PHOENIX (3TV/CBS 5) - It was one of the largest caches of improvised explosive devices, or IEDs, found in Iraq. Investigators referred to the site as an "IED factory." Bombs created there were linked to the deaths of at least four U.S. soldiers, possibly dozens more.

[DIGITAL EXTRA: Conversation with terrorism expert Daniel Rothenberg]

Twelve years later, evidence found at the so-called "Omar Cache," named for the street in Baghdad where the IED factory was located, led to a life sentence for the man investigators say was involved in research and development of new IED technology for a notorious insurgent group.

Ahmad Ibrahim Al-Ahmad stood trial in Phoenix earlier this year and was sentenced Wednesday. The story of how he ended up in a federal courtroom in the Arizona desert is complex. It follows a trail from Al-Ahmad's birthplace in Syria to China, where he is alleged to have assembled circuit boards for remote-controlled IEDs, to Iraq where those IEDs were used against U.S. forces, to a microchip manufacturer in Chandler, where he is alleged to have purchased computer components for those IEDs, to Turkey where he was arrested four years ago.

[RELATED: Man tried in Phoenix for making bomb component get life in prison]

Prosecutors say Al-Ahmad sold his technology to an Iraqi insurgent group called the 1920 Revolution Brigade, which was known for using IEDs against U.S. forces in Iraq between 2007 and 2010.

The group claimed to have launched 230 IED attacks on U.S. forces.

"It’s a shadowy organization, like most of these groups. That is to say it is clandestine. They targeted U.S. forces in particular, and most believe that they are composed of former Iraqi security services professionals," said Daniel Rothenberg, who is the co-director of the Center on the Future of War at Arizona State University. Rothenberg was in Iraq, on and off, from 2004 until 2010.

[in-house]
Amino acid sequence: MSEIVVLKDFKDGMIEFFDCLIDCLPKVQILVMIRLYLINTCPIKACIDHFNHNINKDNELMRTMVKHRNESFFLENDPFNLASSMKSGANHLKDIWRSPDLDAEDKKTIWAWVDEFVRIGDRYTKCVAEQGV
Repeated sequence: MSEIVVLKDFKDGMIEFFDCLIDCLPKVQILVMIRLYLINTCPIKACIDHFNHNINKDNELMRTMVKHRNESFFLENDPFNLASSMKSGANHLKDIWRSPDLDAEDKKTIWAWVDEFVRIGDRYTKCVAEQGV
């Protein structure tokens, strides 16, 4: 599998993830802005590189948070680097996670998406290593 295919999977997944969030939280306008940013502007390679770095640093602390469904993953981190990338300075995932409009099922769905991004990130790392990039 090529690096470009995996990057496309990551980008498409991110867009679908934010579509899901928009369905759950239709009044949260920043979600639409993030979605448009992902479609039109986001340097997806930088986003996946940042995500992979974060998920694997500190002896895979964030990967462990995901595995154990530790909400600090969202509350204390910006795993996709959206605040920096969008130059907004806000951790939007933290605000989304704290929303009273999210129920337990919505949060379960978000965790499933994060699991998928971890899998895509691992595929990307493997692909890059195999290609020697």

"It was really quite a coup for investigators to be able to capture this person, because the bomb makers, those who really had the technical, logical sophistication to build these bombs, were enormously significant players on all sides," said Rothenberg.

According to court records, investigators found Al-Ahmad's fingerprints on some electronic components in the Omar Cache. Those prints, along with emails and testimony from witnesses and informants, eventually led a U.S. magistrate to issue an arrest warrant in 2011. Al-Ahmad was arrested in Istanbul, Turkey in 2014.

There is no indication that the microchip manufacturer in Chandler knew what Al-Ahmad was doing with the components he purchased for his IEDs.

"Like many technologies used in asymmetrical warfare, the IED -- its elements are often elements that were not originally made for an explosive," said Rothenberg.

But the purchases from Arizona were enough for prosecutors to try Al-Ahmad in Arizona.

Morgan Loew's hard-hitting investigations can be seen weekdays on CBS 5 News at 6:30 p.m. and 10 p.m.

Copyright 2018 KPHO/KTVK (KPHO Broadcasting Corporation). All rights reserved.

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